Album Review

The Little Unsaid – Music/Nature: EP Review

Label: Reveal Records

Released: 8th November 2019

Formats: CD, DL

So much current music is derivative so how refreshing to find a band which has developed their own distinctive sound. This EP of material from the Atomise sessions, an album released in May,  includes tracks from the album and unreleased material.

The Little Unsaid originates from when John Elliott found a discarded old PC and microphone and experimented recording sounds. Now Tim Heymerdinger (drums), Alison D’Souza (strings and FX), Mariya Brachkova (Moog bass and backing vocals) and Sonny Johns (bass and electric guitar)  and with several well-respected albums the band have toured the UK and Europe before signing with Reveal Records in 2018.

The first track Music, is about the way we can be tied  to certain types of behaviour  and how attempts are made to force us to react one way or another  “Criminals come Christmas, prisoners come Spring” how timely that as we are being to cajoled to make a decision which could entrap us a few months later. Fortunately, our music can free us and keep ‘our heads screwed on’.  This innovative sounding song with twirling piano and variations of voice effects epitomises the rest of the EP in which we should expect the unexpected from these wonderful audacious and entrancing creations.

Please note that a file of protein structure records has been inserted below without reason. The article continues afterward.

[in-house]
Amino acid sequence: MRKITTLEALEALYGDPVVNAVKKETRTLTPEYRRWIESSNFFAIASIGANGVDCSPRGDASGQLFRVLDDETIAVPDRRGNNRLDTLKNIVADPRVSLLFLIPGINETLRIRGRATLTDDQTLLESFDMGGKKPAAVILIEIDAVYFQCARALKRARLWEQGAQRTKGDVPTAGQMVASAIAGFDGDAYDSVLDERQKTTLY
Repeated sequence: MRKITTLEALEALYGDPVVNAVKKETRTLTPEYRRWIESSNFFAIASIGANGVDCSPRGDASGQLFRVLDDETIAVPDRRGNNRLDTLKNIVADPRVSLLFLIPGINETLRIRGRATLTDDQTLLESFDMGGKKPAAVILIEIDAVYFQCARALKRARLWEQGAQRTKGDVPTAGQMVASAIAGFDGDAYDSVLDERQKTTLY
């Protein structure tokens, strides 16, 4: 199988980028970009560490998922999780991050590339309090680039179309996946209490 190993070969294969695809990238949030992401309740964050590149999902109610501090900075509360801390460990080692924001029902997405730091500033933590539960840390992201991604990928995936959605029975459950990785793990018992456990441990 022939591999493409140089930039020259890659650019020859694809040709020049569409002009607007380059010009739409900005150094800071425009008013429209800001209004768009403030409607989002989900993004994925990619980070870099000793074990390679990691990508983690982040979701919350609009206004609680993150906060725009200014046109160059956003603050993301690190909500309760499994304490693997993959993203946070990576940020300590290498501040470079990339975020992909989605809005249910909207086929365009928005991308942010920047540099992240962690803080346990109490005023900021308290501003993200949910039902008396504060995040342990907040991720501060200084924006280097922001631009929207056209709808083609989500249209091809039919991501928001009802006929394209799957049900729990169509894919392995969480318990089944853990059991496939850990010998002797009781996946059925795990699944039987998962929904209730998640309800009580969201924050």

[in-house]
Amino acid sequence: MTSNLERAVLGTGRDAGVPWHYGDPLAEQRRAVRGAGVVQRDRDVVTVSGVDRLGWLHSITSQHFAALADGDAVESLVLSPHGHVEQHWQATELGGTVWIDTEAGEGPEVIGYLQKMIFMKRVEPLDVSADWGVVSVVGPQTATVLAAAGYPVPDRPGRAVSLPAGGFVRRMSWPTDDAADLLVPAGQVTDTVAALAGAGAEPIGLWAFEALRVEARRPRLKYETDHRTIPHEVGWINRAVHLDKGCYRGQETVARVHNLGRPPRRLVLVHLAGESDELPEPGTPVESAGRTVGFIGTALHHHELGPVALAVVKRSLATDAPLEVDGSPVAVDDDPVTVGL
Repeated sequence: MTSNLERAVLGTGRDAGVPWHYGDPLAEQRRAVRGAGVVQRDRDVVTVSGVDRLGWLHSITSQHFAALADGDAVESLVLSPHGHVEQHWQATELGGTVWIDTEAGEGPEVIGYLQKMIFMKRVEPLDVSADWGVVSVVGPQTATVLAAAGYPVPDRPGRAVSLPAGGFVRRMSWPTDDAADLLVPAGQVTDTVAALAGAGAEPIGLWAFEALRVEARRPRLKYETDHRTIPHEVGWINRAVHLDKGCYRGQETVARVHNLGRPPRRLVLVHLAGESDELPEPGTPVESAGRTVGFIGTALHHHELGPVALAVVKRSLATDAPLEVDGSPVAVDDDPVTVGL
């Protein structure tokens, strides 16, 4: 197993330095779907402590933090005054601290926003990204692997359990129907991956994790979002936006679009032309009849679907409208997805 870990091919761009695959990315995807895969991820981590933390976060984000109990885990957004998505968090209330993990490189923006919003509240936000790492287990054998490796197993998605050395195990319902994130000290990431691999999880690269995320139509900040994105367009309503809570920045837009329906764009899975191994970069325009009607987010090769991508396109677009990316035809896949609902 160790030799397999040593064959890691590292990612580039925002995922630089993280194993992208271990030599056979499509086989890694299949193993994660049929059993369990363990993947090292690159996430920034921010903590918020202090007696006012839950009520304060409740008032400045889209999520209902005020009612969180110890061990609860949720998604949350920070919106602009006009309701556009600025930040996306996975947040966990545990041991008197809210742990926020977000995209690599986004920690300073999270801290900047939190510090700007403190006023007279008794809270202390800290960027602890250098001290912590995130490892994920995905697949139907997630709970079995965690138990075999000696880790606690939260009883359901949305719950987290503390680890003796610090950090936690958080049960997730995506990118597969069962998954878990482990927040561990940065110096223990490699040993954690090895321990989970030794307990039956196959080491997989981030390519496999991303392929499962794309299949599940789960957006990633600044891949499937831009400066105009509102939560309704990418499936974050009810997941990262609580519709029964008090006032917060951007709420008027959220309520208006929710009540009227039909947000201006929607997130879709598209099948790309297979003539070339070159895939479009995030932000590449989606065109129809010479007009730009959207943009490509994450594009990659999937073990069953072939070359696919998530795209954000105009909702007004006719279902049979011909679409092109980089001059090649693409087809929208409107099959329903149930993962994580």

It’s so pleasant how the musical composition in Nature is given an equal priority to the message, with the orchestral backing and synthesised electronics merged magnificently with the constantly modified vocal wizardry. Yet the message of facing  up to our environmental responsibilities is not lost but enhanced, warning us to guard against those who  feel they “Don’t have to face up to our nature while it’s screaming goodbye.” Finding the right balance between the message and the music is not easy but throughout all these songs that is exactly what is achieved.

The main vocal from John Elliot is the only constant in these songs even though the vocal effects are intriguingly incorporated with subtle electronic echoes. We are constantly shown something new and fascinating, the unpredictability is so refreshing.  Even though the message of hope and learning from our woeful experiences is a theme running through each song, in Floodlight, a new twist on moving on from upsetting experiences is mesmerising.

Solstice, a song which bemoans that established ideas can be a barrier to modern thinking and do more damage than good is interwoven with choral effects and tuned percussion.

The focus on how every life experience can knowingly and unwittingly influence the rest of our lives continues in Milltown. Whilst spotlighting on the abrasive experiences of many northern children from industrial background expressed in (A Sweet Kind of ) Hurt can be wretched at the time but are necessary to shaping our future. The recovery or need to survive is often termed as ‘northern grit’  will be familiar to the composer and many of his contemporaries but will resound clearly to anyone who has suffered early life trauma.

Here’s Atomise live at Silk Mill:

If this, like me, becomes your first experience of listening to The Little Unsaid then again like me, delve into their back catalogue. Their album of Selected Works is a good starting point. You may still have a chance to catch them live at the end of their tour.

The Little Unsaid online: Website / Facebook / Twitter / Instagram / Youtube / Bandcamp

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